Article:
Some people are mood hoovers. You must have met them or indeed proudly be one! Mood hoovers find life miserable. Not that anything in particular is wrong or troubling them, nor that they are depressed or deeply unhappy, only that they notice all the little things that don’t work properly, they fuss over all the little things that are not quite perfect, moan alarmingly about things that all turned out right in the end but might not have done in a parallel universe, and are convinced that nothing will turn out well. Luckless, joyless, pessimistic and dour, the mood hoover has the capacity to bring down any prevailing good mood. Let’s face it we’ve all been there at some point, we’ve all been that person in the room – only happy when thoroughly miserable. The thing is, mood hoovers not only make dismal company but they don’t enjoy life much themselves either.
Most people, for the most part, are in the middle of the scale – between the extremes of pessimism and joyful ecstasy at being alive. Welcome to being “normal”. It’s a little dull here.
Consider then, what life is like for the top 6% (according to positive psychology research) who wake each morning and decide, arbitrarily, that today is going to be excellent. They have no reason to expect the day to go well, no special secret to success, they just decide that if they have to live today and do certain things, they might as well set about them expecting them to be the most exciting and wonderful experiences imaginable. Lucky, happy, enthusiastic, joyous and enjoying the ride, these people seem to have it all made. Their enthusiasm is infectious and can sweep the majority along, get more done and make doing it a whole lot more fun, make them likeable, and ease the way the day pans out. The most radiant 6%ers can even outshine the hard vacuum of joylessness surrounding a practiced mood hoover, although if you are just heading out to reach the top 6%, such might be best avoided for a while.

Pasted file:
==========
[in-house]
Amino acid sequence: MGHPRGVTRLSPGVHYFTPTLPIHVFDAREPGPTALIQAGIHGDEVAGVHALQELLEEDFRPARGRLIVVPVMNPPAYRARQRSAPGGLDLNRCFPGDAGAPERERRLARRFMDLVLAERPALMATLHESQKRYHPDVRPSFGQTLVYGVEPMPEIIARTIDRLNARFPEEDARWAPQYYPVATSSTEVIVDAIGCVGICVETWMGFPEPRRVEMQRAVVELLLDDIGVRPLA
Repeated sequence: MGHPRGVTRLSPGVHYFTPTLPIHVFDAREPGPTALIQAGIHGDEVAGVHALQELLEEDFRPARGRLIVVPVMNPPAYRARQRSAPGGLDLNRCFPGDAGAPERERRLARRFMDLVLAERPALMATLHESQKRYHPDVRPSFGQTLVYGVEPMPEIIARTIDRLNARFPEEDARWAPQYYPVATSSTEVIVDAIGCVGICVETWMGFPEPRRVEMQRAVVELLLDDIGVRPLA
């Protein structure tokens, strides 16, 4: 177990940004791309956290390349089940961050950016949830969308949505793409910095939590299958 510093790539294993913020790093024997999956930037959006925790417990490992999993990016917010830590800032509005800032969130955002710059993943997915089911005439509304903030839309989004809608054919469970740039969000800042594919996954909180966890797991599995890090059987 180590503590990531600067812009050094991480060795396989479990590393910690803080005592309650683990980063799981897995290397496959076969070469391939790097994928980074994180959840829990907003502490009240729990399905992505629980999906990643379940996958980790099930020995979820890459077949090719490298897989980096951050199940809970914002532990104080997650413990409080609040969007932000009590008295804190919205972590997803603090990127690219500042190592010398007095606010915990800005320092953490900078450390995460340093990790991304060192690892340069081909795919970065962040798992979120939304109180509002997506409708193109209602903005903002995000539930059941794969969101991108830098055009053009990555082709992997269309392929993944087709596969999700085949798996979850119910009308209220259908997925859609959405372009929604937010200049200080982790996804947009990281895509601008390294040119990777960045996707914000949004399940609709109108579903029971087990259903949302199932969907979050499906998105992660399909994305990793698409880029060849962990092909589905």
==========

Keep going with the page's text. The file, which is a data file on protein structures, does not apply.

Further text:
So you have a choice – you can wake up and decide to wallow in misery, pointing out the grey lining to every silver cloud, meander through life without incident, or decide that every day is going to be a good day to live, and throw yourself into it with the expectation that everything will be the best it can possibly be under the circumstances, looking excitedly for the silver lining to every grey cloud, and enjoying everything good that comes your way. It’s all in your approach to life, and while feeling bad can affect you temporarily, positive thinking can make you healthier, happier and better in all sorts of ways.